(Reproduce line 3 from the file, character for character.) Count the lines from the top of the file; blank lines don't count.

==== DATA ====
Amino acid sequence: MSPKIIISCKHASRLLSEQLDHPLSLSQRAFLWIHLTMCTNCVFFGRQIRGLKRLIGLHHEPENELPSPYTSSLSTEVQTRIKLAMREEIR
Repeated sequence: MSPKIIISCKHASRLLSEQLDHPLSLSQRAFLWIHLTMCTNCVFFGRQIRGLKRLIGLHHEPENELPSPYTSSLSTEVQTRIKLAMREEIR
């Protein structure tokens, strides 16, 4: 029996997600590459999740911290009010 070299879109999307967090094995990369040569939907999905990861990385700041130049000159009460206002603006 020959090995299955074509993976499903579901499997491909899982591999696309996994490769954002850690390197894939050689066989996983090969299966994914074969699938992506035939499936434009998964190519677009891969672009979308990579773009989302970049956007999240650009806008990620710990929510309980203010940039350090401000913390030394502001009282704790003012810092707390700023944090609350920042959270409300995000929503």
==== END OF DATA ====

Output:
């Protein structure tokens, strides 16, 4: 029996997600590459999740911290009010 070299879109999307967090094995990369040569939907999905990861990385700041130049000159009460206002603006 020959090995299955074509993976499903579901499997491909899982591999696309996994490769954002850690390197894939050689066989996983090969299966994914074969699938992506035939499936434009998964190519677009891969672009979308990579773009989302970049956007999240650009806008990620710990929510309980203010940039350090401000913390030394502001009282704790003012810092707390700023944090609350920042959270409300995000929503």